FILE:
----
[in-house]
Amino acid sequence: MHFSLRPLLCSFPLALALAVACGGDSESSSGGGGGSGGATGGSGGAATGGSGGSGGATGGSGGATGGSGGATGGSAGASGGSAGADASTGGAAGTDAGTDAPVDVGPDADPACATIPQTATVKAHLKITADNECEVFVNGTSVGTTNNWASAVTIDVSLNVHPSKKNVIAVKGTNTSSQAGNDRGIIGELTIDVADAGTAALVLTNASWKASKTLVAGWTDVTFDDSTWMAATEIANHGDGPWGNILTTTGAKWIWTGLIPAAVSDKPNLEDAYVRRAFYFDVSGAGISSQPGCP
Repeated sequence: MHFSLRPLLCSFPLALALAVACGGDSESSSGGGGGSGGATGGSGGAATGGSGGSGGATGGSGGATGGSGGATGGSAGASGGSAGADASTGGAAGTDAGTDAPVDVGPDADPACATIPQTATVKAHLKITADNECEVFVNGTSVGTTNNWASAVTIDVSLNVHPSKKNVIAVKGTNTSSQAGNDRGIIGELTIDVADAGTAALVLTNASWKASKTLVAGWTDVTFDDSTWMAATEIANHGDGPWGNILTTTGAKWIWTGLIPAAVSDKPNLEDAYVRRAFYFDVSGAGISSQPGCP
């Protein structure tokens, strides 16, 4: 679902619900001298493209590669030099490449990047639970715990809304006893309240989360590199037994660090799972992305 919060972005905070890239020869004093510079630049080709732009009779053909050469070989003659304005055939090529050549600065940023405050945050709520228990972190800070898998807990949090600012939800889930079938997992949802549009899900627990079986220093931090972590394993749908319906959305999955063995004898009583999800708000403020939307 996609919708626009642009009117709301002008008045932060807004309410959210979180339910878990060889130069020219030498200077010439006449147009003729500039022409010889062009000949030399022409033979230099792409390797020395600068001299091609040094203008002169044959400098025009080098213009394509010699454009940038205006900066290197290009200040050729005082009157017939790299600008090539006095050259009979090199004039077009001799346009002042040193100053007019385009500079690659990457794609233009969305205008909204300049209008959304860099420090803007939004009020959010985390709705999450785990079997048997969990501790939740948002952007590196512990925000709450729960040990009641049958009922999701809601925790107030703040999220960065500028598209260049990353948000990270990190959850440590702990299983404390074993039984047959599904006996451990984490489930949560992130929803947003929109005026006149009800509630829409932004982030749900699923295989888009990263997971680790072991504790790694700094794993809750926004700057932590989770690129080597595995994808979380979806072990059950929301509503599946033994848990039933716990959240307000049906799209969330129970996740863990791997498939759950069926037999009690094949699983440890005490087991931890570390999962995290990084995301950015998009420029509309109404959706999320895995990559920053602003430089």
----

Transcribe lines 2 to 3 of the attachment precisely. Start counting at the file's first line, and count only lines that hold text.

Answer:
Amino acid sequence: MHFSLRPLLCSFPLALALAVACGGDSESSSGGGGGSGGATGGSGGAATGGSGGSGGATGGSGGATGGSGGATGGSAGASGGSAGADASTGGAAGTDAGTDAPVDVGPDADPACATIPQTATVKAHLKITADNECEVFVNGTSVGTTNNWASAVTIDVSLNVHPSKKNVIAVKGTNTSSQAGNDRGIIGELTIDVADAGTAALVLTNASWKASKTLVAGWTDVTFDDSTWMAATEIANHGDGPWGNILTTTGAKWIWTGLIPAAVSDKPNLEDAYVRRAFYFDVSGAGISSQPGCP
Repeated sequence: MHFSLRPLLCSFPLALALAVACGGDSESSSGGGGGSGGATGGSGGAATGGSGGSGGATGGSGGATGGSGGATGGSAGASGGSAGADASTGGAAGTDAGTDAPVDVGPDADPACATIPQTATVKAHLKITADNECEVFVNGTSVGTTNNWASAVTIDVSLNVHPSKKNVIAVKGTNTSSQAGNDRGIIGELTIDVADAGTAALVLTNASWKASKTLVAGWTDVTFDDSTWMAATEIANHGDGPWGNILTTTGAKWIWTGLIPAAVSDKPNLEDAYVRRAFYFDVSGAGISSQPGCP